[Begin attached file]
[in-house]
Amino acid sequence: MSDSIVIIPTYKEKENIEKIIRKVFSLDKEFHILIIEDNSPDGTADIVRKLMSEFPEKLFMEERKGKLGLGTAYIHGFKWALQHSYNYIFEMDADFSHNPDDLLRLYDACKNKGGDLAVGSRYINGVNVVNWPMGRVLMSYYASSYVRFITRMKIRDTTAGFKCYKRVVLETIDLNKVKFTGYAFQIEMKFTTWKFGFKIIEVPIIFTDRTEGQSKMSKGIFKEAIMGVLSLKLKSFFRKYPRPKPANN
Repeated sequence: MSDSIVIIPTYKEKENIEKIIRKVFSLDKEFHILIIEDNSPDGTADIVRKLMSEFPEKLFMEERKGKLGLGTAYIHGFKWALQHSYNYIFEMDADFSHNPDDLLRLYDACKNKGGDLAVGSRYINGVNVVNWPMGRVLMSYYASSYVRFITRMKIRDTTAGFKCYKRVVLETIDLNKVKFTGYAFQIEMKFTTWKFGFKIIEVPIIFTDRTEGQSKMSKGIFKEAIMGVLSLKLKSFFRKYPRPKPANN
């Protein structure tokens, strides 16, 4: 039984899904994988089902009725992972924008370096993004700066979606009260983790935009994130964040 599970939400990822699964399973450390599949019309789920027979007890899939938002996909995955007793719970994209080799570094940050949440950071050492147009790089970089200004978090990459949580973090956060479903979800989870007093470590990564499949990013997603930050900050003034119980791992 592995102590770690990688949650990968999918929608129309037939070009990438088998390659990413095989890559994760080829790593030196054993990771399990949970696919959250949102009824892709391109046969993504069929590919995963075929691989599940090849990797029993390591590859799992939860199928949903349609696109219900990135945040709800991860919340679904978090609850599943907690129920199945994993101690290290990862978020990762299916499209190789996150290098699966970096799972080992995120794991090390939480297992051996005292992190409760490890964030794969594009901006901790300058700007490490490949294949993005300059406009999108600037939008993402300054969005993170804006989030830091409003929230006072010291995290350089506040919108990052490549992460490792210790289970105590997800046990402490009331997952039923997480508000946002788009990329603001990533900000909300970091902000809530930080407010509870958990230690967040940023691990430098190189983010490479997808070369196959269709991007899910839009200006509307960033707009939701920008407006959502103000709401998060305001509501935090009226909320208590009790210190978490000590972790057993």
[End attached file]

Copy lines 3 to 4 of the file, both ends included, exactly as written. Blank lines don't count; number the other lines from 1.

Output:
Repeated sequence: MSDSIVIIPTYKEKENIEKIIRKVFSLDKEFHILIIEDNSPDGTADIVRKLMSEFPEKLFMEERKGKLGLGTAYIHGFKWALQHSYNYIFEMDADFSHNPDDLLRLYDACKNKGGDLAVGSRYINGVNVVNWPMGRVLMSYYASSYVRFITRMKIRDTTAGFKCYKRVVLETIDLNKVKFTGYAFQIEMKFTTWKFGFKIIEVPIIFTDRTEGQSKMSKGIFKEAIMGVLSLKLKSFFRKYPRPKPANN
């Protein structure tokens, strides 16, 4: 039984899904994988089902009725992972924008370096993004700066979606009260983790935009994130964040 599970939400990822699964399973450390599949019309789920027979007890899939938002996909995955007793719970994209080799570094940050949440950071050492147009790089970089200004978090990459949580973090956060479903979800989870007093470590990564499949990013997603930050900050003034119980791992 592995102590770690990688949650990968999918929608129309037939070009990438088998390659990413095989890559994760080829790593030196054993990771399990949970696919959250949102009824892709391109046969993504069929590919995963075929691989599940090849990797029993390591590859799992939860199928949903349609696109219900990135945040709800991860919340679904978090609850599943907690129920199945994993101690290290990862978020990762299916499209190789996150290098699966970096799972080992995120794991090390939480297992051996005292992190409760490890964030794969594009901006901790300058700007490490490949294949993005300059406009999108600037939008993402300054969005993170804006989030830091409003929230006072010291995290350089506040919108990052490549992460490792210790289970105590997800046990402490009331997952039923997480508000946002788009990329603001990533900000909300970091902000809530930080407010509870958990230690967040940023691990430098190189983010490479997808070369196959269709991007899910839009200006509307960033707009939701920008407006959502103000709401998060305001509501935090009226909320208590009790210190978490000590972790057993």